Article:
PV system designers have embraced distributed power electronics to reap additional kWh production, safety, and monitoring granularity. More than two million micro-inverters and DC-side optimizers have been projected to be installed in 20111). As with all other PV system components, market pressures demand constant improvements in cost, reliability and efficiency of today’s distributed power electronics solutions. If implemented correctly, the integration of these solutions directly onto the PV module is an ideal way to achieve such advances. This paper will discuss considerations for module OEMs and system designers who are contemplating the integration of smart electronics.
By Sam Arditi, Ron Hadar, Smriti Mishra
Introduction to Smart Module
Rapid cost reductions and product innovation in Photovoltaic (PV) solar components have spurred continued market growth and are inching the Levelized Cost Of Energy (LCOE) of PV generated electricity towards that from conventional fossil fuel sources. One such key innovation that has been deployed widely is distributed power electronics within the Balance of System (BoS). The market requirement to eliminate production losses caused by string effects has led to increasing adoption of distributed technologies, such as DC optimizers or micro-inverters. When modules are connected in series, the string has a constant current and will be limited by the weakest module. Even ideally designed, un-shaded commercial systems have several sources of module mismatch, such as the variance in name-plate ratings, inconsistent module degradation, thermal mismatch, variable soiling, and cloud effects. Traditional solar installations incorporate central inverters with Maximum Power Point Tracking (MPPT) to set the single power-optimizing output level for the array. By contrast, Distributed Power Point Control at the module level enables optimal energy harvest from each module and can eliminate negative effects from weaker performing modules. This boost in energy production enhances revenues and greatly reduces the system’s LCOE.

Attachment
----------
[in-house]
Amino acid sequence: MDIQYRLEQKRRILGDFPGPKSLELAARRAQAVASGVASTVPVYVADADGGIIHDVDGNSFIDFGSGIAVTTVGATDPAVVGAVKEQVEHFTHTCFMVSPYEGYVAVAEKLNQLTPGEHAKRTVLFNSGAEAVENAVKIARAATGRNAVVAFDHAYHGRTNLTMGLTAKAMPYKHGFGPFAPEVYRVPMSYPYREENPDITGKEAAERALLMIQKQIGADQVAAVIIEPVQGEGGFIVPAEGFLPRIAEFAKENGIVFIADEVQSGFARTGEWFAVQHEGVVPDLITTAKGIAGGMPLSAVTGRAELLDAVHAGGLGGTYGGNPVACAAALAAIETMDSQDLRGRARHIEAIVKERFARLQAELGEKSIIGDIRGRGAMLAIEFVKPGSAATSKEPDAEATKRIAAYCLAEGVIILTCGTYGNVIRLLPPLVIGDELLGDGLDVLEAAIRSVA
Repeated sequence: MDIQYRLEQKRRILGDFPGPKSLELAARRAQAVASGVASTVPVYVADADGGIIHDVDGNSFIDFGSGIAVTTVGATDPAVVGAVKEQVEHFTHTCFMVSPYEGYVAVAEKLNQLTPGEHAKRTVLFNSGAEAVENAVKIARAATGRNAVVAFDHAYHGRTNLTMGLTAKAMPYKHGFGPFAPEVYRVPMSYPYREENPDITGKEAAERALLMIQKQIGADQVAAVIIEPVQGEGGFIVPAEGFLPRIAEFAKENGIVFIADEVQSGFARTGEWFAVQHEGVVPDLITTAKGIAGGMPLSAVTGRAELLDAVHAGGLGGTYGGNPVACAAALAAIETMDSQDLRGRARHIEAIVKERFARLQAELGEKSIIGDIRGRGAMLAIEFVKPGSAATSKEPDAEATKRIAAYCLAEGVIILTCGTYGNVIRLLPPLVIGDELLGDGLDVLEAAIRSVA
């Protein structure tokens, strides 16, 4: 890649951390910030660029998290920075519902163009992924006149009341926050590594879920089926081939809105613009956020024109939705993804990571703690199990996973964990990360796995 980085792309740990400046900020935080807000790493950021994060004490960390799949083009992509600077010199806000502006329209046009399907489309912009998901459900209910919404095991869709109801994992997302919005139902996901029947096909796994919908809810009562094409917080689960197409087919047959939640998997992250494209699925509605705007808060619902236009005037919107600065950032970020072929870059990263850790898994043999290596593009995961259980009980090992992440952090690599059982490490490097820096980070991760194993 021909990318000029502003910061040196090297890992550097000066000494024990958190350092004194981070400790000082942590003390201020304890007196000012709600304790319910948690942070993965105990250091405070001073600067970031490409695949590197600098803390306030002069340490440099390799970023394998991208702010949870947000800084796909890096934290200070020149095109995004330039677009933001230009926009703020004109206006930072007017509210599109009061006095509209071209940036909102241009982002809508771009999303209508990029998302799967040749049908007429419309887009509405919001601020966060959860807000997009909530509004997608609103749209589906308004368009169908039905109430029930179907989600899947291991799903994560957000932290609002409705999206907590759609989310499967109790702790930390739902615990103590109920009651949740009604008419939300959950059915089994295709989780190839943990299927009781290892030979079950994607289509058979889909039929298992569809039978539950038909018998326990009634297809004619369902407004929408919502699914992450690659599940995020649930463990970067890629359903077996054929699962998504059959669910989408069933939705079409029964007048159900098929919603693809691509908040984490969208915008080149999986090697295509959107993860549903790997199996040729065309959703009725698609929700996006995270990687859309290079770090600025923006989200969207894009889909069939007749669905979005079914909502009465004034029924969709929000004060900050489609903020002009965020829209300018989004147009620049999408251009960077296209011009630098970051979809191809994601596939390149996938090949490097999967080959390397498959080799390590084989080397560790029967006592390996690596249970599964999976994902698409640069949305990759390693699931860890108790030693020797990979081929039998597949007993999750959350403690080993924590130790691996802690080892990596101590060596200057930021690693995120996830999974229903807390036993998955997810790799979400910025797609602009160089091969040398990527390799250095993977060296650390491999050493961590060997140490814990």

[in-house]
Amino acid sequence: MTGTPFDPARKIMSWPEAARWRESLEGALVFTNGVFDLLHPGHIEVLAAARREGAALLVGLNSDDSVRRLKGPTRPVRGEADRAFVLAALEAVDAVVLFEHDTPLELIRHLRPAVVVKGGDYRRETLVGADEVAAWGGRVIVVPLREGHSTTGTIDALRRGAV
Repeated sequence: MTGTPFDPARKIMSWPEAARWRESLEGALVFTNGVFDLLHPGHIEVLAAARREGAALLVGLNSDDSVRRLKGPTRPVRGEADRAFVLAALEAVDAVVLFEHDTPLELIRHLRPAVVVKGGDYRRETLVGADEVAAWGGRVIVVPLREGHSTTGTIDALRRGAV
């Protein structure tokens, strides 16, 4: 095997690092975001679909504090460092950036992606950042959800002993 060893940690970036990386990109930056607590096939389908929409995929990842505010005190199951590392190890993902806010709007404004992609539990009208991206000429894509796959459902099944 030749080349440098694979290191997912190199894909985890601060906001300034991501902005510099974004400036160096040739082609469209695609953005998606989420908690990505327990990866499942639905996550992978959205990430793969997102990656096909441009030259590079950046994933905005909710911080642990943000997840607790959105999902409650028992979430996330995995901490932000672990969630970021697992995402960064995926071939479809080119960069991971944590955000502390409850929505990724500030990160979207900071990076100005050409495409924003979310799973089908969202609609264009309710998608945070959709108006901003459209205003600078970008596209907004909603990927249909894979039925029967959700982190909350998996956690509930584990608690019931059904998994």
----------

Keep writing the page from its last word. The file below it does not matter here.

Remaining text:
Distributed power electronics can offer reliability, safety, and visibility benefits beyond increased energy harvest. Increased energy harvest ultimately improves reliability because modules function at peak power, reducing heat dissipation and strain on diodes. Safety benefits derive from module-level control that enables maintenance workers to cut off voltage at the module level eliminating high voltage on the home runs. System maintenance can be more targeted and much safer with this level of control. Operations and Maintenance (O&M) is also streamlined in systems with module-level visibility, as system owners can quickly pinpoint the specific module and problem that caused the energy loss. Issues may include broken panels, incorrect string wiring, arc faults, broken diodes, and incorrect grounding. Distributed electronics that monitor module-level data eliminate the need for expensive blanket maintenance and enable fewer and faster truck rolls.